Just before the fall of the capital, empty accommodation on construction sites that had come to a halt and hotels provided refuge for thousands that had fled areas that the rebels had already succeeded in securing with vital support from NATO. Since the takeover, they along with thousands of others from Tripoli have found themselves back in the same predicament and have been forced into hiding if they do not have the money or means to flee. With every day that passes, others are found dead or imprisoned and I am frequently reminded of a conversation as I waited in the harbour to leave the city, when a fellow passenger remarked to an armed guard that all of the prisons must be empty now that the rebels had released all their inmates. The guard smiled: “We have filled them all up again.”
People who appear in public criticising the new government are under particular threat, in this report by Russia Today one man says "if I appear in front of the camera, they will send a bullet to my head...do you remember Ehab, the black guy? He was arrested a few days ago after appearing on TV". When they do appear in news broadcasts their faces and names are always hidden.
The witch hunt extends to non-Libyans who come from countries which were friendly to the former regime. As we boarded the fishing boat that was to evacuate us to Malta, an armed guard initially said that two Telesur journalists, one Cuban and Ecuadorian, would not be allowed to board because "South America is friends with Gaddafi." All eastern Europeans also face being barred from fleeing, and in this video Ukrainians and Russians who had been working in the country report being beaten and tortured by the rebels.
People who belong to Libya’s largest tribe, Wafalla, based in Beni Walid are amongst the prime targets. The tribe has refused to surrender their city to the NTC and one young Wafalla man said: “They know which tribe we are from just by looking at our face, I have to move every day to a different place. We can’t even go to the hospital to find people we think are dead or hurt because they will take us. There is no safe place.”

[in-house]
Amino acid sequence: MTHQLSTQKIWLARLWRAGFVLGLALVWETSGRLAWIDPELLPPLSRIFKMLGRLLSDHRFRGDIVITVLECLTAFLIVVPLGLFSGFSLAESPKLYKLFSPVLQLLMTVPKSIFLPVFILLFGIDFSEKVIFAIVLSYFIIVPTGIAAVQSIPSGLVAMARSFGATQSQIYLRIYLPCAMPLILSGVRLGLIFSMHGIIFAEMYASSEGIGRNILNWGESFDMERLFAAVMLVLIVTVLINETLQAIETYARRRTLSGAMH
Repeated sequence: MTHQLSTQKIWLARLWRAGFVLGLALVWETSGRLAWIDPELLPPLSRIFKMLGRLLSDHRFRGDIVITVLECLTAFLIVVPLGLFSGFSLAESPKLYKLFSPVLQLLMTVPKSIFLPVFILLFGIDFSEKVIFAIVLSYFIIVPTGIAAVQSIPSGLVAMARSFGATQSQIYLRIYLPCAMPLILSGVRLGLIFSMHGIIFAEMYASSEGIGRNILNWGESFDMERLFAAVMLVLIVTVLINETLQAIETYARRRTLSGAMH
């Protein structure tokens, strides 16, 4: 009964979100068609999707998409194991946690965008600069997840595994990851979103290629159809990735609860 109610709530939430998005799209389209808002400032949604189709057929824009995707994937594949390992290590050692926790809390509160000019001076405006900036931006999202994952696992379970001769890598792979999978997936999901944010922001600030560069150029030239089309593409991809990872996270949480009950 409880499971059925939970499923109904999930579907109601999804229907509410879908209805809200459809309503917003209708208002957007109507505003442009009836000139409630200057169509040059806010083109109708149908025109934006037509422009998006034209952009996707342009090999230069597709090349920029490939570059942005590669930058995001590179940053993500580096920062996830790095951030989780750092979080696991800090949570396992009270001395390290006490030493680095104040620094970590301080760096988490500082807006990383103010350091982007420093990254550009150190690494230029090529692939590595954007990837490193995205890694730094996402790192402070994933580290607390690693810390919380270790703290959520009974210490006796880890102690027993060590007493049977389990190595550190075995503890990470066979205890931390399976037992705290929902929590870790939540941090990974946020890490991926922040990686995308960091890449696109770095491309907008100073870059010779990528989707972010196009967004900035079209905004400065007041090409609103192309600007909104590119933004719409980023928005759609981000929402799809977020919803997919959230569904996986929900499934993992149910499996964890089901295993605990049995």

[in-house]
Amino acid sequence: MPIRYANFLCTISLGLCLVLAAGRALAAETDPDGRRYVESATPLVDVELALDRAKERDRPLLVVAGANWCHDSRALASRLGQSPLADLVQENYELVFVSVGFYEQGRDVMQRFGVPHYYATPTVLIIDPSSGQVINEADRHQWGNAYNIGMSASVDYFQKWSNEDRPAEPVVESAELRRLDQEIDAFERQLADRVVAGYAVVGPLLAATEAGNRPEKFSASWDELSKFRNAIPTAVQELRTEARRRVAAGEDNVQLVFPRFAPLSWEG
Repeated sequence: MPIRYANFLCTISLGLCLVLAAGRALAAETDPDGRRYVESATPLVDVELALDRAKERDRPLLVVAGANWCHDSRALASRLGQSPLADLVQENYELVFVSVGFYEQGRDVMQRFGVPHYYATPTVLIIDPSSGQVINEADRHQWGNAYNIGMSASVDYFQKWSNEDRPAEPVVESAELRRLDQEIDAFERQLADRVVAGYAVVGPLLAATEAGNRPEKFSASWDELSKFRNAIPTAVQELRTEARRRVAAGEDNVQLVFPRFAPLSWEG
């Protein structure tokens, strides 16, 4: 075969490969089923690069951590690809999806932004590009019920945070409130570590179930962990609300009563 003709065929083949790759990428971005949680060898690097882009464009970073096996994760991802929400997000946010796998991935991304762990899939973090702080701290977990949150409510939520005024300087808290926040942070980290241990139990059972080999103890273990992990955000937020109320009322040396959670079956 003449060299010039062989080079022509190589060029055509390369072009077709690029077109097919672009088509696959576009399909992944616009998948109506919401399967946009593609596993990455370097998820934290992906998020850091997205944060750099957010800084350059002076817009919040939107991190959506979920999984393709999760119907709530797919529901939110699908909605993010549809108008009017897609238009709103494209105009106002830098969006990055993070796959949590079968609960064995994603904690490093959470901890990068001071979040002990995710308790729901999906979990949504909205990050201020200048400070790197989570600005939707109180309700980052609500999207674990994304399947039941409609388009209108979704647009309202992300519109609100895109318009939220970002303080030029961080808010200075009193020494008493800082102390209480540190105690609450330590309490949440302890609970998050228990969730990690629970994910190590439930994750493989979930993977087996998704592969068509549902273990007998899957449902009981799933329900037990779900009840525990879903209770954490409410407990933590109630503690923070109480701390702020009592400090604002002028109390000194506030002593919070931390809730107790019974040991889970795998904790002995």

A female friend of mine and university lecturer who had gained her doctorate at the London School of Economics (see picture), Salma, committed the crime of coming from the same tribe as Gaddafi, the Qadhafadhfa. She was shot dead as she fled for the airport along with her mother and two nieces, Yam aged 20 months and Aden, who was just three-weeks old.
The weeks since the takeover of Tripoli have been dominated by reports of a “final push” by the rebels into Beni Walid, Sirte and Sabha. But resistance continues to rage forcing the rebels to turn away from Beni Walid and the people of these areas have been given their ultimatum, surrender or face a bloodbath. .
In the aftermath of Iraq and Afghanistan, and with Palestine never far from the thoughts of people on the Arab street, Al Jazeera has played a key role in convincing them that this “revolution” which the NTC have admitted would not have been possible without NATO’s intervention, has been welcomed by ordinary Libyans.
But there was in reality no investigation prior to the start of the bombing campaign into the population’s support for the rebels or a NATO intervention. And six months of NATO bombing to force the surrender of area after area, the NTC still unable to move its headquarters to Tripoli and ongoing witch hunts to root out any potential resistance to the new status quo, indicates it’s a lot lower then the United Nations was led to believe.